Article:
And on and on. Episode Seven has Marty and Rust affirm repeatedly their horror of rape and murder. Regrettably, it seems that True Detective is unsure how to present its heroes now that they have emerged from the murk and become clear in their minds, unconflicted, pure. It tends to overperform their ethical clarity.

The detectives have been simplified existentially, as well. Now both Rust and Marty are living only for this last case. Neither has a family, close friends, or a proper job; all earthly commitments, attachments, and visions of satisfaction have been purged. The purgation follows out the ascetic strain that always inflected Rust’s approach to detective work. Rust suffered for his undercover work, which required discipline, self-denial, and physical sacrifice—quite consistently for a man who slept beneath a crucifix on the floor of a bare room.

Marty now takes up Rust’s ascetic style. Like Rust’s grim apartment, Marty’s place of business is spartan, with an icon on the wall. Paying work had dried up for Marty, and his personal life had been emptied out, even before Rust’s return. Give or take a farewell visit to his ex-wife, the decks had already been cleared for this last case.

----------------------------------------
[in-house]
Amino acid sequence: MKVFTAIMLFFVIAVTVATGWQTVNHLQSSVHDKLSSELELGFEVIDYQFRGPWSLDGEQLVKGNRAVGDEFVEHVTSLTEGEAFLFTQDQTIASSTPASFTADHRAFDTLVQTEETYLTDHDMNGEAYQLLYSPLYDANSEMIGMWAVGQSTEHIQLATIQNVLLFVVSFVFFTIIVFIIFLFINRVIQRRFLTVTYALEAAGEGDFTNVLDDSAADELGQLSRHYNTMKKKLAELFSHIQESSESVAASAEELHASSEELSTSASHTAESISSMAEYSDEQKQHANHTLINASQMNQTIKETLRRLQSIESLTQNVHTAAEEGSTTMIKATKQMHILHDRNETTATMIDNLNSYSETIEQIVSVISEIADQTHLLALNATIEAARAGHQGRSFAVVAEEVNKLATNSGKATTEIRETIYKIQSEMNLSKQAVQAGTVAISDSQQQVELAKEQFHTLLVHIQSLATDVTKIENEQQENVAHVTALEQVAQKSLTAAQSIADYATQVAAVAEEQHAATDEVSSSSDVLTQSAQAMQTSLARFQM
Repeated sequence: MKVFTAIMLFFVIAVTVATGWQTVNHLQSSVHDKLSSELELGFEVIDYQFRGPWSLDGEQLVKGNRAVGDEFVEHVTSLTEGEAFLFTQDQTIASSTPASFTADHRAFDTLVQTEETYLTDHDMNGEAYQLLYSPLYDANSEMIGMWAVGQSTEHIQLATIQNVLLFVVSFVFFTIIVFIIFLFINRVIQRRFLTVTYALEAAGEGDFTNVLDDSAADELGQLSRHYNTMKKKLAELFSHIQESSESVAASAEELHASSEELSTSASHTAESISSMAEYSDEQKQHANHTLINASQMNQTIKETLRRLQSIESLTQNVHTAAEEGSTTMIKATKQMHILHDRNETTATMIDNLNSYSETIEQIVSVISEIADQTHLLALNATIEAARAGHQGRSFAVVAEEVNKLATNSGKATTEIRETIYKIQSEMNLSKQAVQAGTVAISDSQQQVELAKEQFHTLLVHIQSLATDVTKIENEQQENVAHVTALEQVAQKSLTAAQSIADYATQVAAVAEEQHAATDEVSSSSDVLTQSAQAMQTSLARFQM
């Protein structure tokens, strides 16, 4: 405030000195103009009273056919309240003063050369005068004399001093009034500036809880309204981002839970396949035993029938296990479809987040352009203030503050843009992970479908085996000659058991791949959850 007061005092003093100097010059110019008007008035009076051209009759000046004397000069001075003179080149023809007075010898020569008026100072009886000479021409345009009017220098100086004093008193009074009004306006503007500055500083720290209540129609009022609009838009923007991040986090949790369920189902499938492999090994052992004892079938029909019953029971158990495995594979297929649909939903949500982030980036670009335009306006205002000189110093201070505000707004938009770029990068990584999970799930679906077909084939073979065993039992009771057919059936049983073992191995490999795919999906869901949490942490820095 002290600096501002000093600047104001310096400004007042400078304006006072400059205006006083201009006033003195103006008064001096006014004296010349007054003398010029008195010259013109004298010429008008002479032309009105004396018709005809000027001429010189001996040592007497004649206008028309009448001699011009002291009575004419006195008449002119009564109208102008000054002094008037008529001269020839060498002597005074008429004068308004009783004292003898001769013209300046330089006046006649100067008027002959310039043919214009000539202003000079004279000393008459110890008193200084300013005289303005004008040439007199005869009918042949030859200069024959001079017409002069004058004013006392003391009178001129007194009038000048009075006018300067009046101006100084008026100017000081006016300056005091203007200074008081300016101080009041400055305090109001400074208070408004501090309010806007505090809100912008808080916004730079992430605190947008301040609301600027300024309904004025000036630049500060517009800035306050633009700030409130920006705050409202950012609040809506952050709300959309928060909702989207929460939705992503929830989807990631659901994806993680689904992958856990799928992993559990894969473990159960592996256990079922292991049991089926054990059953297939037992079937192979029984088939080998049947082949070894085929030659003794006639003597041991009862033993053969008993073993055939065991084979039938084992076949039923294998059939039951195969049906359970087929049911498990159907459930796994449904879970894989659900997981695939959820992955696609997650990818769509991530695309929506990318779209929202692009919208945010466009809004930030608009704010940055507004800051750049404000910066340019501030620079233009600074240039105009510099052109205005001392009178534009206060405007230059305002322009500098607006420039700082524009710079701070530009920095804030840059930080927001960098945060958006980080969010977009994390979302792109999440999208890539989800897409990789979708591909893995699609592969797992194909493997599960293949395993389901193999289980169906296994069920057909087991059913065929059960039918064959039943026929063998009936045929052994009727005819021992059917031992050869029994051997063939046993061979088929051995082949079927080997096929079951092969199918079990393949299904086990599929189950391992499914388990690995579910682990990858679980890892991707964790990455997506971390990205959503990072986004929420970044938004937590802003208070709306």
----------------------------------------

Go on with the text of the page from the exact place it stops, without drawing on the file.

Now Marty and Rust can crystallize their detective-selves in pure form. Ascesis may be understood in part as a self-fashioning that purges whatever is circumstantial in the ascetic’s identity; its upshot is the precipitation of a truer self. The purged self is both ethically true (good and right) and existentially true (authentic). In Episode Seven, Rust seems concerned, like a good ascetic, with the ethical significance of self-formation in view of vocation: “Life’s barely long enough to get good at one thing. … So be careful what you get good at.” At last, the true detectives?